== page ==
Oh dear. This week Jack Straw decided to add his two penn'orth to the amorphous debate about the Muslim 'community' and its relationship with the rest of society. Unfortunately, the relationship between the government and the Muslim community is increasingly resembling that between an earnest but clueless teacher and 'problem' teenagers - lots of well-meaning words that have little to do with anyone's actual life.
In an interview with a local paper in his Blackburn constituency, Straw, currently leader of the Commons, said that better relations between Muslims and the rest of society were made 'more difficult' by Muslim women who wear the veil, and that covering their faces was 'a visible statement of separation and of difference'. Apparently he now asks women who have meetings with him to remove their veils so they can talk, literally, 'face-to-face'. (If required, another woman can be present, presumably to ward off the Russell Brand-like insatiable womanising that Jack Straw is so famous for.)
Straw went on: 'My concerns could be misplaced, but I think there is an issue here... The value of a meeting, as opposed to a letter or phone call, is so that you can - almost literally - see what the other person means, and not just hear what they say. My point to these ladies and to the community is that this is an issue that needs to be discussed. Because in our society, we are able to relate to particular strangers, by being able to read their faces and if you can't read their faces that does provide some separation.'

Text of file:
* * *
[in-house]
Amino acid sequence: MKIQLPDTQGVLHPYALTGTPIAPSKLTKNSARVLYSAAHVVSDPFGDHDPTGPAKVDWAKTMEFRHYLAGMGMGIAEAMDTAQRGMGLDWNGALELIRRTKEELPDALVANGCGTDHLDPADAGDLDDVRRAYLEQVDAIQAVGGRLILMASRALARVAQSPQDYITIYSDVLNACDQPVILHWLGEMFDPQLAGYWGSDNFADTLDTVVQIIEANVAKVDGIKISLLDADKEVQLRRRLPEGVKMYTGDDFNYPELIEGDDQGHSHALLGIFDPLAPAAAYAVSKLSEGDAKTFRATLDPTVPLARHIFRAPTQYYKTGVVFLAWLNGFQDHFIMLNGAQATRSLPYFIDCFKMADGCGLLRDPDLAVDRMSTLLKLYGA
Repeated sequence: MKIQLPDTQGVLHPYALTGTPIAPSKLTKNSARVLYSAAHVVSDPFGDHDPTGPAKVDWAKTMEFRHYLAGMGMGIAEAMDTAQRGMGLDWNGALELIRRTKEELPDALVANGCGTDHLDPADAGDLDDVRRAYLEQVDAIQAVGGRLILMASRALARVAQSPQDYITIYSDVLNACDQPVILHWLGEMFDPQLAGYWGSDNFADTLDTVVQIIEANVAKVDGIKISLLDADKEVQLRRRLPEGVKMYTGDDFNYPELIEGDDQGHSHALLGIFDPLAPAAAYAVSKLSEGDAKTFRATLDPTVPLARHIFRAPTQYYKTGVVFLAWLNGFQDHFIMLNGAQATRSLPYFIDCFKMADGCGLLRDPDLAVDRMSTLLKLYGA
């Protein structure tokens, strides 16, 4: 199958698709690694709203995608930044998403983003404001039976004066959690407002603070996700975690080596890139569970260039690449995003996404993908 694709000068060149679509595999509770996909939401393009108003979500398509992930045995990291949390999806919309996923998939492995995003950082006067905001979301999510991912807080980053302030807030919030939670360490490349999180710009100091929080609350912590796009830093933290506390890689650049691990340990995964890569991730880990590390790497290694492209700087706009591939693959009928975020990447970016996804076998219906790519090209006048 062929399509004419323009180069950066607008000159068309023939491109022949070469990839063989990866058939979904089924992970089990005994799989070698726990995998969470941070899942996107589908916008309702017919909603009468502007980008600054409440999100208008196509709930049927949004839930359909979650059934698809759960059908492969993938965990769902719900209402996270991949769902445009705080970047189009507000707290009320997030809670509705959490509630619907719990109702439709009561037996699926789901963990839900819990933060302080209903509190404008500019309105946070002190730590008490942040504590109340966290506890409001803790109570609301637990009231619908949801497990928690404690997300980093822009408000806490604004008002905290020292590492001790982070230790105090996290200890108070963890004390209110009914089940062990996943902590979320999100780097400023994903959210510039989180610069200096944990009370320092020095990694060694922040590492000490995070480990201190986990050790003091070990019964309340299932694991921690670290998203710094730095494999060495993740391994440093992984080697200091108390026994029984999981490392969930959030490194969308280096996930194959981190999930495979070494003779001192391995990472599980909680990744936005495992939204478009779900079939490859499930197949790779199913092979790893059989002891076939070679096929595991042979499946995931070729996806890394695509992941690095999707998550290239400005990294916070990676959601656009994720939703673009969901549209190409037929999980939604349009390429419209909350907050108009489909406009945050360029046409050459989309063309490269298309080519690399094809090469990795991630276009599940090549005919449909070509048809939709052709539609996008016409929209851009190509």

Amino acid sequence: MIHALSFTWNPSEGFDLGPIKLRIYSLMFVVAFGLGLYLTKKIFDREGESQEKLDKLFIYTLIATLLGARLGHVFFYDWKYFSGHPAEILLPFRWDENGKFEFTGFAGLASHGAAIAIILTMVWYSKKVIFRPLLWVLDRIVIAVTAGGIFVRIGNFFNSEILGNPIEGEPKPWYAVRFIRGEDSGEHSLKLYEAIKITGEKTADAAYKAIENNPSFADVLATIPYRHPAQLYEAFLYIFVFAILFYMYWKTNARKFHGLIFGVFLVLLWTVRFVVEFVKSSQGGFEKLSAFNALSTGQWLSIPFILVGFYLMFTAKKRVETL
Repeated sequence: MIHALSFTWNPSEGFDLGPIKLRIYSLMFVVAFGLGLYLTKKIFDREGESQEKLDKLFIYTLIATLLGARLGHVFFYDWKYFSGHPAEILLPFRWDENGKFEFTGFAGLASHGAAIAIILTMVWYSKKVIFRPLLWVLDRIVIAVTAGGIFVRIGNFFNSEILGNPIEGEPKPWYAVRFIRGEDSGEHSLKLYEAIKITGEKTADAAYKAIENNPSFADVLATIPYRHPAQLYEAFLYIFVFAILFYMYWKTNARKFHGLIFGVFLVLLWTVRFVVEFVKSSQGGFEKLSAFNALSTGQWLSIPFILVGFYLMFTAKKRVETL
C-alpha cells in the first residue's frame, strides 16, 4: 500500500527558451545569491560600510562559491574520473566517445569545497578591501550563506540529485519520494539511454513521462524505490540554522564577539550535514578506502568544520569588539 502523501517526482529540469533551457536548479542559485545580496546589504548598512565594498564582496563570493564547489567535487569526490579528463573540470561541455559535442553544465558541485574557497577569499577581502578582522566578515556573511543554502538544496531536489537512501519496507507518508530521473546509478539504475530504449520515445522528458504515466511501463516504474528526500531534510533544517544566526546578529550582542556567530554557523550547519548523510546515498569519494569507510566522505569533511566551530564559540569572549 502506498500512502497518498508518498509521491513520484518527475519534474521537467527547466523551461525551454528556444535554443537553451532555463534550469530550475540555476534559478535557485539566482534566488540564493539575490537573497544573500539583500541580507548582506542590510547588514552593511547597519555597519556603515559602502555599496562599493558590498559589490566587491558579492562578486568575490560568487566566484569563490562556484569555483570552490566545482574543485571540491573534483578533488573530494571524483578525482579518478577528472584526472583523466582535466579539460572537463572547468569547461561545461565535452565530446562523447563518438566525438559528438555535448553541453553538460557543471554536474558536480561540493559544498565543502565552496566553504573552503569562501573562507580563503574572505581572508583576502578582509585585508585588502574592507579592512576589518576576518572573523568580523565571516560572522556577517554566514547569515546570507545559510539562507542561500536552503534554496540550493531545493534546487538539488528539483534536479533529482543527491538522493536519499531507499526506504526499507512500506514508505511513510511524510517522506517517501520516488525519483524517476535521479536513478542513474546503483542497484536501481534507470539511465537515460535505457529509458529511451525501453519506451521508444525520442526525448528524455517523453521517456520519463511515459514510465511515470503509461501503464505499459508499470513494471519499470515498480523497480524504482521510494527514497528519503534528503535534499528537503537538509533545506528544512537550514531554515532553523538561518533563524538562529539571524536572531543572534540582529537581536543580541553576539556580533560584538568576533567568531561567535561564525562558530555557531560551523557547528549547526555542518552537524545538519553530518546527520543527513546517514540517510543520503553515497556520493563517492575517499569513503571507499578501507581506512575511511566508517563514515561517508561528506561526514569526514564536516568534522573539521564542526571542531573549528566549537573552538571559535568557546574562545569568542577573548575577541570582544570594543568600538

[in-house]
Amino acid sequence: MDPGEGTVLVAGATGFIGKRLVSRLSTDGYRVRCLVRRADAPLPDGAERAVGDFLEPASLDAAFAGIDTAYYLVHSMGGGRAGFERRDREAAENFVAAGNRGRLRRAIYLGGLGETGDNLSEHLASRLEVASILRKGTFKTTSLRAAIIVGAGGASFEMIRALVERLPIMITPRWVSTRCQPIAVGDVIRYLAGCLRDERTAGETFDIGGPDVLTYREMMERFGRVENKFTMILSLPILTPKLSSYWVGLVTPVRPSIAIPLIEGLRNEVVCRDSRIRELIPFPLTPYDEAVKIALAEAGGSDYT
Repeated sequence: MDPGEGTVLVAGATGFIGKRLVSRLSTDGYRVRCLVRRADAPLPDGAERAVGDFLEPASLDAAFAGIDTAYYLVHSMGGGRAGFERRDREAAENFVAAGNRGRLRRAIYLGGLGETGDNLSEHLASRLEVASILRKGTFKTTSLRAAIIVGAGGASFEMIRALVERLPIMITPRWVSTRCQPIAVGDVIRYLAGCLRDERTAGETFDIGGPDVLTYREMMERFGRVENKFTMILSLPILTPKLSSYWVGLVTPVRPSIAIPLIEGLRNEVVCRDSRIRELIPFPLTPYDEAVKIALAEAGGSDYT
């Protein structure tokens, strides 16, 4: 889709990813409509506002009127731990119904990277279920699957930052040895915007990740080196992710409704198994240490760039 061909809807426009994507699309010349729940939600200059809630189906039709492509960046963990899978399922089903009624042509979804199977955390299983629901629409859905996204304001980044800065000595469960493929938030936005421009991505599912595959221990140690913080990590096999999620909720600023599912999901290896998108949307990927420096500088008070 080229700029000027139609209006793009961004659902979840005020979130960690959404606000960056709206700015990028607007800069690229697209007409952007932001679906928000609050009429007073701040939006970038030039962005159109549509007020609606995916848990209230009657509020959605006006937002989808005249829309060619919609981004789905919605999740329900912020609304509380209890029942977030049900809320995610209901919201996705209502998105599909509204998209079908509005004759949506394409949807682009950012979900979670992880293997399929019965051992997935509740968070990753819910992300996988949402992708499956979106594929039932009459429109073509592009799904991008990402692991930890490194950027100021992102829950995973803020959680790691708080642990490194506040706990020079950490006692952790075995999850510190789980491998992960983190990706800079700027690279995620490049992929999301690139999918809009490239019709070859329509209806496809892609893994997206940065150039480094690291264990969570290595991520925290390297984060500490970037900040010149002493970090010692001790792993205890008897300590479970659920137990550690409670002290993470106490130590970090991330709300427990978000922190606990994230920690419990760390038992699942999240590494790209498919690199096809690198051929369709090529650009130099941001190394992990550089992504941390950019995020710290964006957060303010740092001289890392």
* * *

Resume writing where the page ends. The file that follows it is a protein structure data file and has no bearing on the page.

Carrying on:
On one level Straw is actually quite brave to stick his head above the parapet and raise this issue; it's been troubling liberals for some time, and, sure enough, he immediately faced knee-jerk criticism from various Muslim groups for daring to have an opinion on Islamic stuff. But at the same time, Straw's comments are yet another clumsy attempt to 'engage' with Muslims. The obvious problem is that Straw's comments are quite clearly prompted not by some wider project of addressing big issues like personal rights and freedoms or the future of multiculturalism, but bombs. Before the various events that - in the Western mind at least - began with September 11 and have included the London bombings and the ongoing threat of extremist Muslim attacks, the activities of the Muslim community were really only of interest to Muslims, sociologists, racists and feminists opposed to the veil in its various forms.
But suddenly what Muslims do is now of interest to the government, and we've seen all sorts of attempts to liaise with Muslims (who, as everyone knows, are a homogenous body with completely shared interests and a common goal, like the Cylons) at various levels of government, whether it's John Reid doing his firm-but-fair schtick, or Ruth Kelly's recent meetings with representatives of the Muslim 'community'.